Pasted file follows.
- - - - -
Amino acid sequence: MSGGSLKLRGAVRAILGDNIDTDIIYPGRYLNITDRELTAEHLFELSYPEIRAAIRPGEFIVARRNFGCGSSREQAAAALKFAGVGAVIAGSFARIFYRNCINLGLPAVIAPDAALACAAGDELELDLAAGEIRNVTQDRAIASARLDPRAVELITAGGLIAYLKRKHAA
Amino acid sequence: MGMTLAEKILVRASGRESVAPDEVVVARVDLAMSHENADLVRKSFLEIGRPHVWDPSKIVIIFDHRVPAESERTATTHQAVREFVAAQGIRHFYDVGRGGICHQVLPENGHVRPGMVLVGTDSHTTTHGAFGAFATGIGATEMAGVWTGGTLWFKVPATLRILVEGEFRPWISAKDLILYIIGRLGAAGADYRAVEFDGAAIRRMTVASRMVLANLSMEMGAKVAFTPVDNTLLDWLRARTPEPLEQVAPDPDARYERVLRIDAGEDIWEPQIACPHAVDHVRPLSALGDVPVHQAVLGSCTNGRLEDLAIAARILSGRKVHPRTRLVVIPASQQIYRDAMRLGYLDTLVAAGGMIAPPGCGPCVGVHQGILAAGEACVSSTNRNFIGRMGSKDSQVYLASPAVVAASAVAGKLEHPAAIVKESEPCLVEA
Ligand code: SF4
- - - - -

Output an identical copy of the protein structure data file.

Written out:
Amino acid sequence: MSGGSLKLRGAVRAILGDNIDTDIIYPGRYLNITDRELTAEHLFELSYPEIRAAIRPGEFIVARRNFGCGSSREQAAAALKFAGVGAVIAGSFARIFYRNCINLGLPAVIAPDAALACAAGDELELDLAAGEIRNVTQDRAIASARLDPRAVELITAGGLIAYLKRKHAA
Amino acid sequence: MGMTLAEKILVRASGRESVAPDEVVVARVDLAMSHENADLVRKSFLEIGRPHVWDPSKIVIIFDHRVPAESERTATTHQAVREFVAAQGIRHFYDVGRGGICHQVLPENGHVRPGMVLVGTDSHTTTHGAFGAFATGIGATEMAGVWTGGTLWFKVPATLRILVEGEFRPWISAKDLILYIIGRLGAAGADYRAVEFDGAAIRRMTVASRMVLANLSMEMGAKVAFTPVDNTLLDWLRARTPEPLEQVAPDPDARYERVLRIDAGEDIWEPQIACPHAVDHVRPLSALGDVPVHQAVLGSCTNGRLEDLAIAARILSGRKVHPRTRLVVIPASQQIYRDAMRLGYLDTLVAAGGMIAPPGCGPCVGVHQGILAAGEACVSSTNRNFIGRMGSKDSQVYLASPAVVAASAVAGKLEHPAAIVKESEPCLVEA
Ligand code: SF4